DASCH and the Glass Cliff

DASCH is a Glass Cliff

a glass cliff sets women up to fail

DASCH and the Plate Stacks are in crisis.

 

Accepting responsibility for fixing both makes it

impossible for me to meet my pre-existing responsibilities.

 

Despite the opportunities, this is also a professional burden.

 

Library projects are being put on hold,

meetings are being cancelled, and externally-funded work

is falling behind.

 

 DASCH is now monopolizing my grant-writing, which is jeopardizing my ability to fund existing library staff.

Due to the problematic and embarrassing nature of the crisis I cannot be completely open as I seek perspective and guidance from people outside of, and even within, Harvard.

 

The mismanagement of DASCH and the Plates presents a significant reputational risk to Harvard and to me.

 

My role with DASCH has not been publicly acknowledged,

nor have the problems, which further limits my resources.

So far, library priorities have been

sidelined and I still have:

 

No authority over the project.

 

No explanations for collaborators on other projects.

 

No professional advancement despite taking on a
petabyte-scale astrophysics research project that has been mismanaged for 20 years, along with the largest collection of glass plate photography on the planet, and all of the staffing problems associated with both.

 

The Smithsonian also hasn't been made aware of any of this despite my SAO-HCO appointment.

The Library is for the astronomy community at large,

not just Josh Grindlay.

 

DASCH is foundationally important, but we cannot drop our other responsibilities or reduce library services because he did not listen to us.

With appropriate resources, DASCH data and

the Plate Stacks will inspire and enable new

ground-breaking research.

 

The Plates present significant

opportunities for fundraising if they are

responsibly maintained.

 

Stewarding the Plates and amplifying the legacy of the Harvard Computers is also incredibly meaningful and necessary work.

DASCH doesn't need to be a Glass Cliff

So the question now is not "what does DASCH need?"  

 

Instead it's "what does the Library need to fix DASCH?"

DASCH needs a lot of time.

Fixing DASCH is a full time job–

the problems are absurd and appalling.

 

Katie and I have been spending over 50% of our time, (sometimes entire days) for the last two months on

DASCH to the detriment of our other responsibilities.

 

We have been working late and over weekends in an attempt to keep up.

 

The work we are doing cannot be delegated elsewhere.

The Plates Stacks need a lot of time.

The Plate Stacks are much more than DASCH.

 

The Plate Stacks are currently isolated from all forms of collection care and support from the rest of Harvard.

 

The Curator has quit and funding for other staff is unstable– they are also underpaid and ready to leave.

 

These positions need to be re-graded, and if I am put in charge I may need to develop a new team from scratch.

We need more time.

(we need more people)

Necessary Resources

  • Digital Preservationist (1 FTE)
    • 1 FTE for DASCH
      • Develop long-term development and maintenance strategy
      • Develop archival plan for digital assets
    • This person can also support the work Katie and I cannot do if we're working on DASCH/incorporate what we learn from DASCH into practices that avoid situations like this.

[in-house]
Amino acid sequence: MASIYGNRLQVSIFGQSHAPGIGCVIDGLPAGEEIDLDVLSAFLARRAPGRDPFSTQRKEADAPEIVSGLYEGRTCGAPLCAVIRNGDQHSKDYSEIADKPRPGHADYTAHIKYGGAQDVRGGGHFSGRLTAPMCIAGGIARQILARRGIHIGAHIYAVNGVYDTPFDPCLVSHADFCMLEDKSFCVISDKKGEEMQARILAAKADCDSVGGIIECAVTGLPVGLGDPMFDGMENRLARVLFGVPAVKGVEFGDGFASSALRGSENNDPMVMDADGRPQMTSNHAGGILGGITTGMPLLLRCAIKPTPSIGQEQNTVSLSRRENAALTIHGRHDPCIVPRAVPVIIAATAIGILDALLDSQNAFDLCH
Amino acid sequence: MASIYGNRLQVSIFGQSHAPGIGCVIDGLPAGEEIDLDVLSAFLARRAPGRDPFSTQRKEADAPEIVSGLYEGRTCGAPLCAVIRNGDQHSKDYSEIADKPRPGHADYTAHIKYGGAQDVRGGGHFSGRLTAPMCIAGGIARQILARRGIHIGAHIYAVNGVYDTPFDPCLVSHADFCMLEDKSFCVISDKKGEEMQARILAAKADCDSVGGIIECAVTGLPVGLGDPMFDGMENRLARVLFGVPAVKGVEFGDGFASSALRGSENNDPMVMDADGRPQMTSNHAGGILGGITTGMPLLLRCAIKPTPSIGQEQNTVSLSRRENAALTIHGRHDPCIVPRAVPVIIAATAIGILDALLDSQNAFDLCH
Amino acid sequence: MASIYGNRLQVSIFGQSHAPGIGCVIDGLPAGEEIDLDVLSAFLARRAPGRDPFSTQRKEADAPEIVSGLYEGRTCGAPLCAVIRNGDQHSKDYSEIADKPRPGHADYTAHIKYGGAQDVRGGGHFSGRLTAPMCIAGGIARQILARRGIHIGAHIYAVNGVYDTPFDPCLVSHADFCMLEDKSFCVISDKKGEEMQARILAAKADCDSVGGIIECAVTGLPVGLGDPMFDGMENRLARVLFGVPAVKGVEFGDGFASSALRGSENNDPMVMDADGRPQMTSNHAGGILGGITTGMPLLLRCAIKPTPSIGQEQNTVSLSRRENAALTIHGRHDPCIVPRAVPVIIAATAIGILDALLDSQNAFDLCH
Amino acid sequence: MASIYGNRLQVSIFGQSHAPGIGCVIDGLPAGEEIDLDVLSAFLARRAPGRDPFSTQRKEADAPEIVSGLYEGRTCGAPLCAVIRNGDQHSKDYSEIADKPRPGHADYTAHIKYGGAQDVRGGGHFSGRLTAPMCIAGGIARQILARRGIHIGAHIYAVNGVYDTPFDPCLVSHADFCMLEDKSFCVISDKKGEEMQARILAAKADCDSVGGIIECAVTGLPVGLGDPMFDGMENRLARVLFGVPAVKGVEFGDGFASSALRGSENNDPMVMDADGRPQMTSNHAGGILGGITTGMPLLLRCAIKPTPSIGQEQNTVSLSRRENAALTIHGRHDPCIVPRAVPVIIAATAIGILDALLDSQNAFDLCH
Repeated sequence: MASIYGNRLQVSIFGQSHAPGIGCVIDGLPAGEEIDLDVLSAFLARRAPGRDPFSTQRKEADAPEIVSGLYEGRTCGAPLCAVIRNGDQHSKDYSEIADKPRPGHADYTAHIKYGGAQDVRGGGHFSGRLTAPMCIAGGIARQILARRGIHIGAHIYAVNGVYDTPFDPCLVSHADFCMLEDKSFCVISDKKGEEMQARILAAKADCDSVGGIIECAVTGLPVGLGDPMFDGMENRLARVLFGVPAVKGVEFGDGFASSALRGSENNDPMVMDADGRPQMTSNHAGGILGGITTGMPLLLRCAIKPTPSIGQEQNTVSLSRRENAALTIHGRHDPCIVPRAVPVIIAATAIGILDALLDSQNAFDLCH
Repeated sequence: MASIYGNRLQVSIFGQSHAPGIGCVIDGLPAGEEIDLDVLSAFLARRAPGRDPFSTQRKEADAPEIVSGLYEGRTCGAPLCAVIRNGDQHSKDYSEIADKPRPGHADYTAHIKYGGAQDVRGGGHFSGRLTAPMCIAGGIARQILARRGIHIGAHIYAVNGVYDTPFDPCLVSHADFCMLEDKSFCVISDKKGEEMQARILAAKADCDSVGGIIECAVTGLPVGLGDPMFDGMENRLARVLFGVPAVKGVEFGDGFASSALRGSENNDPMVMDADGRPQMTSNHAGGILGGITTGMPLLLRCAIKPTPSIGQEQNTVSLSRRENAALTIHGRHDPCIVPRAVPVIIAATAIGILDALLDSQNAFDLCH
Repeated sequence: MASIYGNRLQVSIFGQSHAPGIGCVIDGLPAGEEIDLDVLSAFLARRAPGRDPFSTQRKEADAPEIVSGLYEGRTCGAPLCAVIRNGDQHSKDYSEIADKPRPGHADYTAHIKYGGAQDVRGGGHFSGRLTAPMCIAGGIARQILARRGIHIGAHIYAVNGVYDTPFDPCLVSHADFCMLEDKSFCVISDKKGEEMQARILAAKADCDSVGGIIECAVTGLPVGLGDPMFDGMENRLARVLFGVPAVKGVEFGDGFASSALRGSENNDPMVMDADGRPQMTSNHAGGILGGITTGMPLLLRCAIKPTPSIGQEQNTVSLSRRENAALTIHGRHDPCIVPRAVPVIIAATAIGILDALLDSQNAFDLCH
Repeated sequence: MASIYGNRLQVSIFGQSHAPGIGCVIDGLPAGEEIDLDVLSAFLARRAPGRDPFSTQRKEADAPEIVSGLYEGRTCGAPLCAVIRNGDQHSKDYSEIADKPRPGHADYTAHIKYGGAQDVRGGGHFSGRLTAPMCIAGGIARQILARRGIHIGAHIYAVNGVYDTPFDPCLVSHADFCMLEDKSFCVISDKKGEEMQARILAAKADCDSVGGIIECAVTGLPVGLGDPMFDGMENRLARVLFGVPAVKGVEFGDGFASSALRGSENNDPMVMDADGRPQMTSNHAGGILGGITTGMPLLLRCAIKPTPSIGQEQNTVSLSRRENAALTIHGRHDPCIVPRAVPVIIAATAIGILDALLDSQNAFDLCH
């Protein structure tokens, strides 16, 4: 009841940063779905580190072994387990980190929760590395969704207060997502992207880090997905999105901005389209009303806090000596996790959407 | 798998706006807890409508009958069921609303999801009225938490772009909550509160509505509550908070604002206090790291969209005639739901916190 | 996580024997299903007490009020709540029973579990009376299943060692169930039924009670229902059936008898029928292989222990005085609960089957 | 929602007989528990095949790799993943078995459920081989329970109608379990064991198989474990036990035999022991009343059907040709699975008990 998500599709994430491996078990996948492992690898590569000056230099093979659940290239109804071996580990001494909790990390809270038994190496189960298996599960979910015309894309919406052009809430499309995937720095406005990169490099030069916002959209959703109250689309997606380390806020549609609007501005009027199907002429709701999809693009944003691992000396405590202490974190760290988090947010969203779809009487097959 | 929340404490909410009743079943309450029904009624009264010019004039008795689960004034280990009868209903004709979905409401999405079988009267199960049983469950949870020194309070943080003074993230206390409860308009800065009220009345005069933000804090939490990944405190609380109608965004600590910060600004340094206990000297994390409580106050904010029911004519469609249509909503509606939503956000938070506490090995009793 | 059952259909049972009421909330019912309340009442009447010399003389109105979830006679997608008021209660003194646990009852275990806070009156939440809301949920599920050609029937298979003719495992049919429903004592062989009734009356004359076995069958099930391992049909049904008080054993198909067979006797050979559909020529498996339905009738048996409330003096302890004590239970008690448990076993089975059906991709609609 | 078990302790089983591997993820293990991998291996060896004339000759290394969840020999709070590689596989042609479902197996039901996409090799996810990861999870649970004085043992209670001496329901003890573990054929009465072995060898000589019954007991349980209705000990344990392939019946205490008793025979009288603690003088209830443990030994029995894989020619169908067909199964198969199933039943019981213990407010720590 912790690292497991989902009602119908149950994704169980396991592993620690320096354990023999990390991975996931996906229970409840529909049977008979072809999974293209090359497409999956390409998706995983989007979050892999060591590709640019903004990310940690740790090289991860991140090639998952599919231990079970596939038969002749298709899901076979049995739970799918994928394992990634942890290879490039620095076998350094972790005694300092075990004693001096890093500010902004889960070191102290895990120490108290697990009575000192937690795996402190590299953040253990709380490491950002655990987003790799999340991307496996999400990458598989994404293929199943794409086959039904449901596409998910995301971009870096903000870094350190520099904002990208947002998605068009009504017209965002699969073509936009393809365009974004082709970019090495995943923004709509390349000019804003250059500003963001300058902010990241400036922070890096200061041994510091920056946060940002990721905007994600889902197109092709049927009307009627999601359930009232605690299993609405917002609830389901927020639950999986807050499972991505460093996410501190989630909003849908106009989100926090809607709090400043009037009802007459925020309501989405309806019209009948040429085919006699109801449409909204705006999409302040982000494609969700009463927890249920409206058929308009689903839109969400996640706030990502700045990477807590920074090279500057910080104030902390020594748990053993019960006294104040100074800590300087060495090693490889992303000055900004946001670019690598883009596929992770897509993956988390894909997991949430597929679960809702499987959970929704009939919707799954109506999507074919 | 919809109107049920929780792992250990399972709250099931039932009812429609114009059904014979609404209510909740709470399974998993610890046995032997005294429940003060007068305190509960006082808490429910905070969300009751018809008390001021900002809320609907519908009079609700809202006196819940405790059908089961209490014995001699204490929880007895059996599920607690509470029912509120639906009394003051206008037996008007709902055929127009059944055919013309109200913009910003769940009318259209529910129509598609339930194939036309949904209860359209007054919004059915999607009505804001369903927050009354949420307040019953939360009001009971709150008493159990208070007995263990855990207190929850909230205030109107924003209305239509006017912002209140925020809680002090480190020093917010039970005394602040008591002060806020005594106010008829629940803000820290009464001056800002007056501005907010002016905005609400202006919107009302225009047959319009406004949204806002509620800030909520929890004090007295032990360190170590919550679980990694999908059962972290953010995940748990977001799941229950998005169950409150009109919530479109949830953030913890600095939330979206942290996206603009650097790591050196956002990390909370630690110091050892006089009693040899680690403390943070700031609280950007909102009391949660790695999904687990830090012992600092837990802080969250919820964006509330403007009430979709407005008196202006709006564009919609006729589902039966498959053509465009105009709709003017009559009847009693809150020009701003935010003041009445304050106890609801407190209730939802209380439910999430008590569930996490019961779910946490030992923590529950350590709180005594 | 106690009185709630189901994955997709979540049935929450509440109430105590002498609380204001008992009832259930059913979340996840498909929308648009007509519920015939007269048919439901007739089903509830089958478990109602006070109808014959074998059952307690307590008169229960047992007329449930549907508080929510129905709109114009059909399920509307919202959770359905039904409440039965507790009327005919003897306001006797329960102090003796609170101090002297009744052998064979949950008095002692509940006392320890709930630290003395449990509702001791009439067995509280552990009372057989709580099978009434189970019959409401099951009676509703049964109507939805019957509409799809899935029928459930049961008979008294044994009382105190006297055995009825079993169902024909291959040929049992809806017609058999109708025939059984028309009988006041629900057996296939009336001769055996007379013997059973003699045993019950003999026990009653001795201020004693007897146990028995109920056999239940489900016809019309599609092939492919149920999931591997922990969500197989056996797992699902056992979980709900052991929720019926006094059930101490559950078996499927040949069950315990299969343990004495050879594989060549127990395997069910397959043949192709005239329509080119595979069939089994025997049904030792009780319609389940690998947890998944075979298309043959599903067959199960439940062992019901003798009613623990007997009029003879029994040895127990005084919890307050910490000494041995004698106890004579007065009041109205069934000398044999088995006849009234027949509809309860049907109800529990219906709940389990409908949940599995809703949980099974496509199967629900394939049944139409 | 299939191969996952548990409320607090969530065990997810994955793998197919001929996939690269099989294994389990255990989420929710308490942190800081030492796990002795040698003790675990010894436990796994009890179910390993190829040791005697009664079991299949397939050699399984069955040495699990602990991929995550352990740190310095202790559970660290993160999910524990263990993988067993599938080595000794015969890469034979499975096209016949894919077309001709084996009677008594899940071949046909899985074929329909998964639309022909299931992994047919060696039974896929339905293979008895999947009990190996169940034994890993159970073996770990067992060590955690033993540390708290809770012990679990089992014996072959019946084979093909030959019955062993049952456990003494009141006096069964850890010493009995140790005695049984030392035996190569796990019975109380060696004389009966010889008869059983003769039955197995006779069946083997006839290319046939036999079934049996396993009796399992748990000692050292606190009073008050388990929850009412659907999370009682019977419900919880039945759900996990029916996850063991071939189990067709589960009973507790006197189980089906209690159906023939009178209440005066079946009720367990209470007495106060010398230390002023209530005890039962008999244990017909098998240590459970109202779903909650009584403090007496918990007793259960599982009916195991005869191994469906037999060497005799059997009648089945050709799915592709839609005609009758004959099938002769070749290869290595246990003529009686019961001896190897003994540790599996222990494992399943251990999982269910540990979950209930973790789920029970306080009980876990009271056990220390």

Necessary Resources

I can't keep hunting for grants to fund core services and programs if I need to focus on DASCH.

 

  • Open Science Librarian - 1 FTE
    • This work is currently done by a combination of LHTs and Daniel Chivvis, who I have funded with grants for four years
  • Archivist and Resident Historian - 1 FTE
    • This should be two people, but knowing that's an impractical ask I think we can combine these roles
    • Right now I fund this work with grants and fill in gaps with LHTs

Necessary Resources

  • Research Software Engineering Support for DASCH
    • ​​Needed for working with the existing photometry pipeline (this is Josh's only priority) and other legacy software
      • We may be able to work with Peter Williams but it is unclear to me how much time he would be able/willing to commit to this – if we can't work with him we would need to hire a new developer outright.

Staffing Needs Summary

Position Estimated Cost 
Digital Preservationist  ~$65K + fringe 
Engineering Librarian ~$65K + fringe
Archivist and Resident Historian ~$68K + fringe
Research Software Engineer for DASCH Talk to Peter
Curator and Asst. Curator need to be re-graded TBD

How much is HCO already spending on Library LHTs and Fellows in FY22?

 

$ 96,138.89

 

Most of this could be used to offset costs.

Avoiding the Glass Cliff also requires acknowlegement:

  • Public recognition of the Library's role and changing relationship to DASCH
    • Brief CfA-wide email- can just say technical challenges and staff changes due to retirements have necessitated a transition etc.
  • I need a title change
    • Director of the John G. Wolbach Library and Harvard's Astronomical Photographic Glass Plate Collection 
  • I need a raise
    • I am currently paid less by HCO than SAO so a raise should establish basic parity
  • Katie also needs a raise

The Plates and DASCH data are irreplaceable.

 

If Harvard values these things it needs to take care of them.

 

We can fix DASCH, we want to fix DASCH,

we just need time and recognition.

DASCH and the Glass Cliff

By Daina Bouquin

DASCH and the Glass Cliff

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